Florida Window Tint Laws
The state of Florida has established precise regulations governing window tinting for vehicles. Each state in the United States has its own standards for the percentage of darkness and reflectivity allowed for car windows. Additionally, there are specific provisions related to window tinting that you should be aware of. Here, we provide a comprehensive overview of window tinting laws in Florida.
Florida Window Tint Laws:
Florida’s window tint laws specify various restrictions, including the following:
- Windshield tint must be applied above the AS-1 line.
- Front side windows are allowed to have a Visible Light Transmittance (VLT) of 28%.
- Back side windows on passenger vehicles may have a VLT of 15%, while multi-purpose vehicles (such as buses, vans, and SUVs) are permitted to have a VLT of 6%.
- Rear windows on passenger vehicles can have a VLT of 15%, and multi-purpose vehicles can have a VLT of up to 6%.
VLT, or Visible Light Transmittance, refers to the percentage of total light that must pass through the windows, meaning no more than 85% of total light can be blocked. Florida allows a 3% tolerance.
It’s essential to distinguish between passenger vehicles and multi-purpose vehicles when considering window tint darkness restrictions. You can determine your vehicle type by locating the federal ID label on the door frame next to the driver’s seat.
Official Sources and References:
- Florida Statutes (Title XXIII – Motor Vehicles, Chapter 316 – State Uniform Traffic Control)
- Florida Statutes 316.29545 – Medical Exemptions
- Florida Sunscreening Medical Exemption – Application Form (PDF)
Window Tint Reflection:
Certain window tint films can reflect incoming light, reducing glare and heat. In Florida, the use of window tint films with a mirrored or metallic appearance is not allowed to exceed 25% reflectivity for front side windows and 35% for back windows and the rear windshield. It is advisable not to use window tint with excessive reflectivity for the safety of other drivers, particularly in sunny states like Florida.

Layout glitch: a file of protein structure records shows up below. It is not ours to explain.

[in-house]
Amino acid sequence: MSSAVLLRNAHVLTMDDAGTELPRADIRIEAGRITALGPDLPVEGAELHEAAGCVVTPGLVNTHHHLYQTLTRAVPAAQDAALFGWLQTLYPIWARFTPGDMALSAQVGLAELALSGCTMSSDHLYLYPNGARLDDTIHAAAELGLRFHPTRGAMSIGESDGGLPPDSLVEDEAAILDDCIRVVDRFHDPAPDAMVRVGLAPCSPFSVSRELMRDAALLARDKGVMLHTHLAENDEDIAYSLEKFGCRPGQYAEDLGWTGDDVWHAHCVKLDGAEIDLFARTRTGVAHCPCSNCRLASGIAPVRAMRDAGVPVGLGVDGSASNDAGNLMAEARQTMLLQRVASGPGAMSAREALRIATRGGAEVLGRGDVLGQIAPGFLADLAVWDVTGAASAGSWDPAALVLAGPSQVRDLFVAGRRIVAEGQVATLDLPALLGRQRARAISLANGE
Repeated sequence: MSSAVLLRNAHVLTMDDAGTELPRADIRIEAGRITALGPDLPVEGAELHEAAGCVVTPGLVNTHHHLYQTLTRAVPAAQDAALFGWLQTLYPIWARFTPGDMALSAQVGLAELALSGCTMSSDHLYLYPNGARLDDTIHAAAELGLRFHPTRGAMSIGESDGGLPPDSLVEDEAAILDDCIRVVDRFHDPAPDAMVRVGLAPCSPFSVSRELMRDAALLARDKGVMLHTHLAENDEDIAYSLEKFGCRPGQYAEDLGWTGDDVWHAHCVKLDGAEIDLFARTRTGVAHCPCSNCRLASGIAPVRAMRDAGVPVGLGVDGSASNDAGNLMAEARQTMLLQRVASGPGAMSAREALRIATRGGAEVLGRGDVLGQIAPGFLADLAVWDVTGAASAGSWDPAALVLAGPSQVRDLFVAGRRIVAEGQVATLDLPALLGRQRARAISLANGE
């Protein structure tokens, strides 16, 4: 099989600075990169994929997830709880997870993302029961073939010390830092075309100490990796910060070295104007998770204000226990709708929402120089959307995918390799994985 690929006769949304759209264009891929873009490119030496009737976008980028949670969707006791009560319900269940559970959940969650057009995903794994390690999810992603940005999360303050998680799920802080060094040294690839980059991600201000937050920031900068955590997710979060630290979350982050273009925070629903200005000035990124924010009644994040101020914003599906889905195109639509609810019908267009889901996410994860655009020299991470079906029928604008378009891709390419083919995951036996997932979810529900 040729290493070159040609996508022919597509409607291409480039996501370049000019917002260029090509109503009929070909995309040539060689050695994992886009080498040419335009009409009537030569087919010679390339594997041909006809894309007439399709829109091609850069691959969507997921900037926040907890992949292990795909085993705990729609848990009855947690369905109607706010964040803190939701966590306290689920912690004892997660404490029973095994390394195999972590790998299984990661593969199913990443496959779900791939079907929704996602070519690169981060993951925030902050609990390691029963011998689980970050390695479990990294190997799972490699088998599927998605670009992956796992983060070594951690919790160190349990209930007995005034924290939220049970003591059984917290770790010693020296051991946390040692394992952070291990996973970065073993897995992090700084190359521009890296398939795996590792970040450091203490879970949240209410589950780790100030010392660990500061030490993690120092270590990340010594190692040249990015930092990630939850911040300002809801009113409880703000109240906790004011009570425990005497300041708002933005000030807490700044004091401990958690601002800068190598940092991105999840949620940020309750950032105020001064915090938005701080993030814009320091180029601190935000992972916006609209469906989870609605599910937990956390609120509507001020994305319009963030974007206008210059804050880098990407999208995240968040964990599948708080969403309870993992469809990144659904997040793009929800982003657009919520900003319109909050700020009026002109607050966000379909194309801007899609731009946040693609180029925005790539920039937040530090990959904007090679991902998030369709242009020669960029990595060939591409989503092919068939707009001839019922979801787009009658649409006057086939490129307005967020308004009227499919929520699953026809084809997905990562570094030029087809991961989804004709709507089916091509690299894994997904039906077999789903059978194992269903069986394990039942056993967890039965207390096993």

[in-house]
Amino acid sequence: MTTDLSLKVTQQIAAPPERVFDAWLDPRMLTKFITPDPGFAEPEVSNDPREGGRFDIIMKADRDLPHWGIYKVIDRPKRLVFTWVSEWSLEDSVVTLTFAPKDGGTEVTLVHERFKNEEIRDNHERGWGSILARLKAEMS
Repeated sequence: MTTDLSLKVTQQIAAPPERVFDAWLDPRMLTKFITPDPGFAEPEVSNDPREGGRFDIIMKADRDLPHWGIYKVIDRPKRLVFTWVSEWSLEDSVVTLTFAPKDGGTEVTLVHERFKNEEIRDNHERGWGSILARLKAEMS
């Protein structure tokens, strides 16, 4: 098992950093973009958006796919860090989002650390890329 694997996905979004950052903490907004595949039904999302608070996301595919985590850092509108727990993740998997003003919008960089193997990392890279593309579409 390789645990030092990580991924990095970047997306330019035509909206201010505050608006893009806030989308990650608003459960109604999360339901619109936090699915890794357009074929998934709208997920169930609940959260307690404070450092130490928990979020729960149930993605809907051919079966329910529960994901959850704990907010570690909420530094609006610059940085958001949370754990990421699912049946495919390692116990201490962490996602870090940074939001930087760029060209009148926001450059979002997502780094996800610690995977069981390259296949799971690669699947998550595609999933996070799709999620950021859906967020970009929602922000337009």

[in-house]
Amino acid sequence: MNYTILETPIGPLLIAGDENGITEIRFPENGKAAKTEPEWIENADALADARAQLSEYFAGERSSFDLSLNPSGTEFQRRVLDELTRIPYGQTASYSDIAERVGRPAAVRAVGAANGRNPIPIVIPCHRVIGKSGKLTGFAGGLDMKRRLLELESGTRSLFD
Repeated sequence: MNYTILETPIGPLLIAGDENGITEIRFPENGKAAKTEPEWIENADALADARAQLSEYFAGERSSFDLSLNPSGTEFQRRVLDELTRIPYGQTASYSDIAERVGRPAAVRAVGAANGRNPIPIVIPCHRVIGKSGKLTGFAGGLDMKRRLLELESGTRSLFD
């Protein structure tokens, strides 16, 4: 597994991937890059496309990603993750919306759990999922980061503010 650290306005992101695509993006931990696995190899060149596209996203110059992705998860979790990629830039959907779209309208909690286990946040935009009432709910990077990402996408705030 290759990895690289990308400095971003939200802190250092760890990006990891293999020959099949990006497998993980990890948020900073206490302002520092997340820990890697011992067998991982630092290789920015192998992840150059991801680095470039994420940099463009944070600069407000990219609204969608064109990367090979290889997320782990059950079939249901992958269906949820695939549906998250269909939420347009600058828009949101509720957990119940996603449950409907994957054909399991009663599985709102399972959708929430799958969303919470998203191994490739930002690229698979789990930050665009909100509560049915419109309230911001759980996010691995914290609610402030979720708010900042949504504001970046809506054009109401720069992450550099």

If any windows behind the driver’s position are tinted, your vehicle must have dual exterior side mirrors.
Restricted Tint Colors:
Florida window tint laws prohibit the use of window tint films that alter the natural color of the windows.
Some U.S. states allow for different window tint percentages based on specific medical conditions. In Florida, you can apply for a medical exemption to use darker window film if you have conditions such as porphyria, xeroderma pigmentosa, lupus, or severe photosensitivity. These medical exemptions are granted by the Medical Advisory Board of the Florida Department of Highway Safety and Motor Vehicles. The application for a medical exemption requires a fee of $6.25 per vehicle and does not expire. However, the exemption becomes invalid upon the sale or transfer of the vehicle. You can find a fillable window tint medical exemption form on the Florida Department of Highway Safety website.
Using window tint that does not comply with Florida laws is considered a non-moving violation, which is a non-criminal traffic infraction. Penalties are detailed in Florida Statutes, Chapter 318. Notably, Florida has specific penalties for individuals who install or sell illegal tint film, classifying it as a second-degree misdemeanor.
Other Privacy Devices:
Florida’s tinting laws permit the use of drapes, blinds, curtains, or similar window coverings solely on back side windows. These items must remain open and securely positioned while the vehicle is on public roads.
Window Film Certificate:
All installers or sellers of sunscreen materials must provide a label indicating compliance with Florida tint laws. This label must include the trade name of the material and the business name of the installer or seller. These labels should be placed inside the left door jamb of the vehicle.
Keep in mind that specific towns or counties in Florida may have their own unique regulations regarding window tinting. If you have any doubts or questions, it’s advisable to check with your local law enforcement or DMV offices.
This information about Florida Window Tinting Laws was last updated in 2023. If any of the information is incomplete or outdated, please let us know. Thank you!
Call Always Cool Window Tinting today to speak with one of our knowledgeable staff members about any other questions you may have regarding tinting laws in Florida or to get a free estimate for your vehicle! 321-728-7577